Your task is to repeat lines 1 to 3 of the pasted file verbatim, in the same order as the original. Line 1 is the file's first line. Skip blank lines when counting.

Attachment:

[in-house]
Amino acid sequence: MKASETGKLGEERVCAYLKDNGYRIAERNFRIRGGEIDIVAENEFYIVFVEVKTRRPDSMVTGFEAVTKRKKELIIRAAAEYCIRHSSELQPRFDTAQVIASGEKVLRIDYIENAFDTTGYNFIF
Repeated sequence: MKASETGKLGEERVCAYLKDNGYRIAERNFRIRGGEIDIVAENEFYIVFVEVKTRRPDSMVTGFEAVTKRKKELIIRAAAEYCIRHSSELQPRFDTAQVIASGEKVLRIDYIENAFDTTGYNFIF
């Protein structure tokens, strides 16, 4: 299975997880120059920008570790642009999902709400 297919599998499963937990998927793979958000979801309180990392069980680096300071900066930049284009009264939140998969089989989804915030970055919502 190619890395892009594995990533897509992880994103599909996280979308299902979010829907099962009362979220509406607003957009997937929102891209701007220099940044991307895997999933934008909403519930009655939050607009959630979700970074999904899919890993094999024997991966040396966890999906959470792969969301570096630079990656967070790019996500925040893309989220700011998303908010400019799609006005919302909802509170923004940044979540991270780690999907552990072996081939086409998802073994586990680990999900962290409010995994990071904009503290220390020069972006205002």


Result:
[in-house]
Amino acid sequence: MKASETGKLGEERVCAYLKDNGYRIAERNFRIRGGEIDIVAENEFYIVFVEVKTRRPDSMVTGFEAVTKRKKELIIRAAAEYCIRHSSELQPRFDTAQVIASGEKVLRIDYIENAFDTTGYNFIF
Repeated sequence: MKASETGKLGEERVCAYLKDNGYRIAERNFRIRGGEIDIVAENEFYIVFVEVKTRRPDSMVTGFEAVTKRKKELIIRAAAEYCIRHSSELQPRFDTAQVIASGEKVLRIDYIENAFDTTGYNFIF